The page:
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AltJT: Test your Jesus Theories in the book of Acts, and what we can learn about Paul’s Torah observance

Author and blogger Lois Tverberg has a great idea: test your “Jesus theories” in the Book of Acts. Let’s call it the Acts Litmus Test for Jesus Theories. AltJT.

AltJT goes like this: your ideas about Jesus are probably colored by your very existence in a foreign culture 2000 years removed from Jesus.

Therefore, to test whether your ideas about Jesus have any merit, you should find evidence of it in the actions of Jesus’ disciples and the early Christian community.

Where can we find evidence of the actions of the early Christian community?

Well, it just so happens we have a book for that: Acts, i.e. The Book of Recorded Actions of the Disciples of Yeshua.

(I love literal names like that. Like Snakes on a Plane, there’s no mistaking its contents.)

Bottom line: your ideas about Jesus should be supported in the Book of Acts. This is the Acts Litmus Test for Jesus Theories, AltJT.

Tverberg elaborates,

bible&candleThere’s no end, it seems, to how people can interpret the words of Jesus. It’s not hard to pluck out a line here and there and read it in some strange new way. How can we know how they actually sounded to his original audience?

I’ve discovered that a great place to look for answers is in the book of Acts. The people there were first-century believers who heard Jesus firsthand. No time had elapsed for his words to be reinterpreted, and his first followers were passionate for living them out. It’s not unreasonable to conclude that what the early believers did (or at least tried to do) was what Jesus taught.

She crystalizes this with an example where popular Christian preacher John MacArthur has a Jesus Theory. Let’s call it the Jesus Killed Judaism Theory. It goes like this:

“He [Jesus] obliterated the sacrificial system because He brought an end to Judaism with all its ceremonies, all its rituals, all its sacrifices, all of its external trappings, the Temple, the Holy of Holies, all of it.”

-John MacArthur

But if we apply the AltJT, we see disciples of Yeshua still partaking in the sacrificial system, meeting in the Temple courtyard, still practicing the feasts, and so on.

If MacArthur’s theory about Jesus obliterating Judaism is true, it was lost on the early Christian community.

MacArthur’s theory fails the AltJT test.

44682314Everyone and their grandma has ideas about Jesus. Your liberal college grad will say Jesus was a peacenik. HuffPo will claim Jesus was ambivalent about homosexuality. The President of the United States’ pastor says Jesus was a social liberator. Thomas Jefferson claimed Jesus was merely a reformer. Some Jews will claim Jesus was a good rabbi.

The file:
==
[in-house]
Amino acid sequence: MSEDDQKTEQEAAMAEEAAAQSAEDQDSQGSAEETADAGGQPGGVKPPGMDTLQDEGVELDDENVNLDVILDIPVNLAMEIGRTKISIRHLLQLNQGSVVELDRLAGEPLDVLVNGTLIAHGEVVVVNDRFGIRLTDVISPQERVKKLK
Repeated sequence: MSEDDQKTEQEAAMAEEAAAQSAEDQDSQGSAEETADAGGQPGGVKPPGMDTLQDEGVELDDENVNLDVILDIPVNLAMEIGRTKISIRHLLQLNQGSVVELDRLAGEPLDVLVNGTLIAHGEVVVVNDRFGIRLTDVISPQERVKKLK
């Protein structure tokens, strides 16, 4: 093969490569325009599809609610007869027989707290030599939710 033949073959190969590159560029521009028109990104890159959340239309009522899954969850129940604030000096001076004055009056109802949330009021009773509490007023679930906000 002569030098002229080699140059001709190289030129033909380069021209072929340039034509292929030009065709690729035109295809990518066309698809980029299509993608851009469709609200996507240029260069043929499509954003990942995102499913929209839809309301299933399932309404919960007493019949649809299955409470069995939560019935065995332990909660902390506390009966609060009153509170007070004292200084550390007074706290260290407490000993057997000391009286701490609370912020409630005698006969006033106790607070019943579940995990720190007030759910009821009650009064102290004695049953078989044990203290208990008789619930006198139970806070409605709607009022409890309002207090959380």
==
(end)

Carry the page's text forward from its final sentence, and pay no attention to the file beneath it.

People are gonna have their opinions about the most influential Jew who ever lived. So remember AltJT to see if those opinions have merit.

AltJT and what it can tell us about Paul, Judaism, and Torah observance

I’d like to extend this AltJT idea to theories about Paul. It’s the same idea: Paul was a very influential figure in the early believing community. Most scholars put some of his letters as the earliest books of the New Testament, within 20 some years of the events of the gospels.

Therefore, if your Paul Theory has any merit (i.e. is not just a bunch of new age-y shis conjured up by pampered 21st century minds), you should see evidence for it in the Book of Acts.

A great example of this is a popular, often-repeated idea is the Paul-As-Jesus-Corrupter Theory. It goes like this:

“Jesus might have been a nice Jewish teacher or whatever, but Paul clearly taught Jews to leave Torah. Therefore, he’s responsible for creating this new religion, Christianity, turning Jesus into a god and making it palatable to gentiles.

The other day, this theory reared its ugly head over at the Rosh Pina blog, where a Jewish person who happened to follow the anti-missionary shysters a little too closely regurgitated this theory to me:

“We are explicitly warned from accepting any prophet or dreamer who would take us away from the Torah (Deuteronomy 13v2-6). That obviously includes Paul and, if some of the words put into his mouth by the gospel writers are what he actually said, eg John 14v6, also jc…”

-gila8, a random guy on the internet claiming Paul invented Christianity and teaches Jews to leave Torah

Paul takes Jews away from Torah is the clear implication.